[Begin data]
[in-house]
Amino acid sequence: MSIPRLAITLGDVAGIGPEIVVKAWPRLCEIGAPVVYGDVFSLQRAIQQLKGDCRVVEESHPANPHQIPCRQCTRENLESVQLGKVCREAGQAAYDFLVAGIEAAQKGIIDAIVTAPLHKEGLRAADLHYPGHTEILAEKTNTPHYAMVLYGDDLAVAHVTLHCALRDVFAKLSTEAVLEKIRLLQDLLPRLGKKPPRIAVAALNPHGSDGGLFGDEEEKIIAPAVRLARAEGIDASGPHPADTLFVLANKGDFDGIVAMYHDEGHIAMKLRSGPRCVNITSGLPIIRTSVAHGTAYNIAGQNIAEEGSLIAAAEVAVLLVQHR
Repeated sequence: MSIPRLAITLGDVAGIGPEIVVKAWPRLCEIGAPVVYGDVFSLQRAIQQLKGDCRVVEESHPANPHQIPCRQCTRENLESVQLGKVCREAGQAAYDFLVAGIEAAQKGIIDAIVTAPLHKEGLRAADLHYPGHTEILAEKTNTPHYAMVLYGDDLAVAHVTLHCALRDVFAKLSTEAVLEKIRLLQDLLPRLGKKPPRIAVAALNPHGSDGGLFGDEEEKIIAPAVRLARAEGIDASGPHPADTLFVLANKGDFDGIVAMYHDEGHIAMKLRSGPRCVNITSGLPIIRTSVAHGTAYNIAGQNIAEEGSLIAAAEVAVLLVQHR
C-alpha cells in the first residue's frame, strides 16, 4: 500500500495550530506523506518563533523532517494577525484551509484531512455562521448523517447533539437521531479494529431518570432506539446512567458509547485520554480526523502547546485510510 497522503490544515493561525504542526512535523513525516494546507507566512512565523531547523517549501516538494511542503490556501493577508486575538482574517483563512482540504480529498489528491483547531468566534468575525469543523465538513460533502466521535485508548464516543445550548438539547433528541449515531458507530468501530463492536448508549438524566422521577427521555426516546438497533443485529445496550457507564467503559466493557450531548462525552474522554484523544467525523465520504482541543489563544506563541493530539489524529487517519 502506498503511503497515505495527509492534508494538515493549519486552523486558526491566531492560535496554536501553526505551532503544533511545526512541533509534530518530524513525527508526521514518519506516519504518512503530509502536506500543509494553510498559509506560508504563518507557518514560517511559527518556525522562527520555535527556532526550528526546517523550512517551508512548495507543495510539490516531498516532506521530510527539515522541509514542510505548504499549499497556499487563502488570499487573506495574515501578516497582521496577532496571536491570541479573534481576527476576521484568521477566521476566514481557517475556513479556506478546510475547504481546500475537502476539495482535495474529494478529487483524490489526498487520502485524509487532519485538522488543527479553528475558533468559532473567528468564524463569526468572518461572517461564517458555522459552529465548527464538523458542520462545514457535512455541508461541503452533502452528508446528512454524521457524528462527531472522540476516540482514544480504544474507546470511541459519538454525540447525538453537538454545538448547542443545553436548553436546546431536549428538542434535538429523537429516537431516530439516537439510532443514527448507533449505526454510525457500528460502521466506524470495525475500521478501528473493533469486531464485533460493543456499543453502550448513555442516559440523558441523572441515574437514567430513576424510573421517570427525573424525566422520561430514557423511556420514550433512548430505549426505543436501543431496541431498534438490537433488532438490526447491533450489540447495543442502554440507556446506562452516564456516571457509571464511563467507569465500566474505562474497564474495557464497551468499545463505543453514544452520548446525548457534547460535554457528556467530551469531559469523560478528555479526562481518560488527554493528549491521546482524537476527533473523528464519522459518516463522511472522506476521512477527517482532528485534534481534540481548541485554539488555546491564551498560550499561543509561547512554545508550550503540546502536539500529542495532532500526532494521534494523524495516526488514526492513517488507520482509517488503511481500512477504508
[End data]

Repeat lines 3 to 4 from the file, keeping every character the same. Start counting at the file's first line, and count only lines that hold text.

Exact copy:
Repeated sequence: MSIPRLAITLGDVAGIGPEIVVKAWPRLCEIGAPVVYGDVFSLQRAIQQLKGDCRVVEESHPANPHQIPCRQCTRENLESVQLGKVCREAGQAAYDFLVAGIEAAQKGIIDAIVTAPLHKEGLRAADLHYPGHTEILAEKTNTPHYAMVLYGDDLAVAHVTLHCALRDVFAKLSTEAVLEKIRLLQDLLPRLGKKPPRIAVAALNPHGSDGGLFGDEEEKIIAPAVRLARAEGIDASGPHPADTLFVLANKGDFDGIVAMYHDEGHIAMKLRSGPRCVNITSGLPIIRTSVAHGTAYNIAGQNIAEEGSLIAAAEVAVLLVQHR
C-alpha cells in the first residue's frame, strides 16, 4: 500500500495550530506523506518563533523532517494577525484551509484531512455562521448523517447533539437521531479494529431518570432506539446512567458509547485520554480526523502547546485510510 497522503490544515493561525504542526512535523513525516494546507507566512512565523531547523517549501516538494511542503490556501493577508486575538482574517483563512482540504480529498489528491483547531468566534468575525469543523465538513460533502466521535485508548464516543445550548438539547433528541449515531458507530468501530463492536448508549438524566422521577427521555426516546438497533443485529445496550457507564467503559466493557450531548462525552474522554484523544467525523465520504482541543489563544506563541493530539489524529487517519 502506498503511503497515505495527509492534508494538515493549519486552523486558526491566531492560535496554536501553526505551532503544533511545526512541533509534530518530524513525527508526521514518519506516519504518512503530509502536506500543509494553510498559509506560508504563518507557518514560517511559527518556525522562527520555535527556532526550528526546517523550512517551508512548495507543495510539490516531498516532506521530510527539515522541509514542510505548504499549499497556499487563502488570499487573506495574515501578516497582521496577532496571536491570541479573534481576527476576521484568521477566521476566514481557517475556513479556506478546510475547504481546500475537502476539495482535495474529494478529487483524490489526498487520502485524509487532519485538522488543527479553528475558533468559532473567528468564524463569526468572518461572517461564517458555522459552529465548527464538523458542520462545514457535512455541508461541503452533502452528508446528512454524521457524528462527531472522540476516540482514544480504544474507546470511541459519538454525540447525538453537538454545538448547542443545553436548553436546546431536549428538542434535538429523537429516537431516530439516537439510532443514527448507533449505526454510525457500528460502521466506524470495525475500521478501528473493533469486531464485533460493543456499543453502550448513555442516559440523558441523572441515574437514567430513576424510573421517570427525573424525566422520561430514557423511556420514550433512548430505549426505543436501543431496541431498534438490537433488532438490526447491533450489540447495543442502554440507556446506562452516564456516571457509571464511563467507569465500566474505562474497564474495557464497551468499545463505543453514544452520548446525548457534547460535554457528556467530551469531559469523560478528555479526562481518560488527554493528549491521546482524537476527533473523528464519522459518516463522511472522506476521512477527517482532528485534534481534540481548541485554539488555546491564551498560550499561543509561547512554545508550550503540546502536539500529542495532532500526532494521534494523524495516526488514526492513517488507520482509517488503511481500512477504508